Spirit of Co-operation

Still, if there are all these problems with the single-player game, then that's probably because the multiplayer works a treat - right? For the most part, yes, absolutely. Ring of Fates' strength lies in its multiplayer, and there's no question that it's incredibly well-structured and designed as a game for four players. Progress is fast, the drops from enemies are plentiful (and structured around an item-crafting system which demands a certain degree of co-operation among players to get the best results) and the puzzles are perfectly well balanced to present a challenge without frustrating.

Each player can create and level up as many as eight characters, choosing from the four race archetypes to do so. All of the characters are colourful and well-designed (although the race that look like giant, fully-grown babies strike us as being downright disturbing), a trait they share with the imaginative monster designs in the game. The real plus, of course, is that there are no concerns with AI in multiplayer - at least, if your friends are being thick, it's not the game's fault. Combos and puzzles, too, are both easier and much more enjoyable in a group.

Battle scenes can get quite hectic, and when playing over Wi-Fi, that can result in some nasty frame rate problems. Perhaps that's why there's no single-card multiplayer option...

Fans of the original Crystal Chronicles might be a bit sad to note some of the elements which haven't made it across to Ring of Fates, though. Gone is the bucket which had to be carried around to dispel the poisonous mist from around your players - an interesting idea, although we doubt it's one that'll be missed much. Gone too, and far more likely to be missed, is the bouncy physics on the magic crystals dropped by enemies, which allow you to cast spells (in Ring of Fates, each crystal is one cast - and when you run out, you'll need to find more before you can use magic again). It might sound like a minor thing, but kicking those crystals around to try and get them before our allies could grab them is one of our enduring memories of Crystal Chronicles.

Ultimately, however, these are fairly minor elements - and the core concepts and strengths of Crystal Chronicles have been translated very nicely into Ring of Fates' multiplayer mode. It would be remiss, however, not to mention one glaring flaw which has also been carried over from Crystal Chronicles - namely that this remains a very expensive game to play. For reasons best known to themselves (which may be technical - we noticed that the game suffers from heavy frame-rate glitches in multiplayer, which could be related), Square Enix has opted to restrict multiplayer to multi-card only - so if four people want to play, you'll need four copies of the game. In addition, there's no Wi-Fi Connection online play - this is for local wireless play online. Having crafted a great experience, we can't escape the feeling that Square is now doing its utmost to prevent many players from being able to enjoy it. Again.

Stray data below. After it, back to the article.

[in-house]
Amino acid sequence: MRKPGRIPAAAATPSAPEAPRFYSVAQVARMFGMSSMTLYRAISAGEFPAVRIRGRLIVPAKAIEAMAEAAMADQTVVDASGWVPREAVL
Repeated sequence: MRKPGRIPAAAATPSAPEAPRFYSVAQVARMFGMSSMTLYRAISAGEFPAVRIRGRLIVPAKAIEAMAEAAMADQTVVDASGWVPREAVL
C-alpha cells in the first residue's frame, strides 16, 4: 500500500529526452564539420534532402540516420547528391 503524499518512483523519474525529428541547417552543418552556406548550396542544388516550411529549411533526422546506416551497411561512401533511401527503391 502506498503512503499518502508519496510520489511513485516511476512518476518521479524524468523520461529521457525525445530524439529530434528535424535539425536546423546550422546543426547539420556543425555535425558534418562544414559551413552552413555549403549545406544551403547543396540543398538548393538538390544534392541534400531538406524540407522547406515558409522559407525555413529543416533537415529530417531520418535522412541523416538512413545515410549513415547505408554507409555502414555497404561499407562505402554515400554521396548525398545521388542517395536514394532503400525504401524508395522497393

Once again, Square Enix do a lovely job of CG movies on the DS. They're not quite as ambitious as the delightful dual-screen movies in Revenant Wings, but they still look gorgeous.

This is a shame, because we suspect that many people who pick up the game on the strength of its single-player will be somewhat disappointed. Certainly, the presentation is wonderful - the graphics are lovely, the voice acting surprisingly good given the child-heavy cast, and while the story may be a bit predictable, it's kept moving along by some genuinely excellent dialogue and lovely nod-and-wink adult humour which will pass right over the kids' heads. However, the experience of single-player is definitely weighed down by the AI problems and broken spell combos, which can reduce it to the realms of being a simple hackandslash game at times.

It's in the multiplayer that Ring of Fates excels, and we have no problem with recommending it thoroughly to anyone who fancies some co-op action RPG fun with their friends. On the strength of excellent multiplayer and enjoyable if somewhat flawed single-player, we also have no problem rating Ring of Fates fairly highly - but we suspect that the lack of single-card multiplayer or WFC support is going to be a huge disappointment to many players. Let the buyer beware; this is a great game, but continuing the traditions of its predecessor, it may well not be the great game for you.

7 /10

About the author

Rob Fahey

Rob Fahey

Contributing Editor

Rob Fahey is a former editor of GamesIndustry.biz who spent several years living in Japan and probably still has a mint condition Dreamcast Samba de Amigo set.

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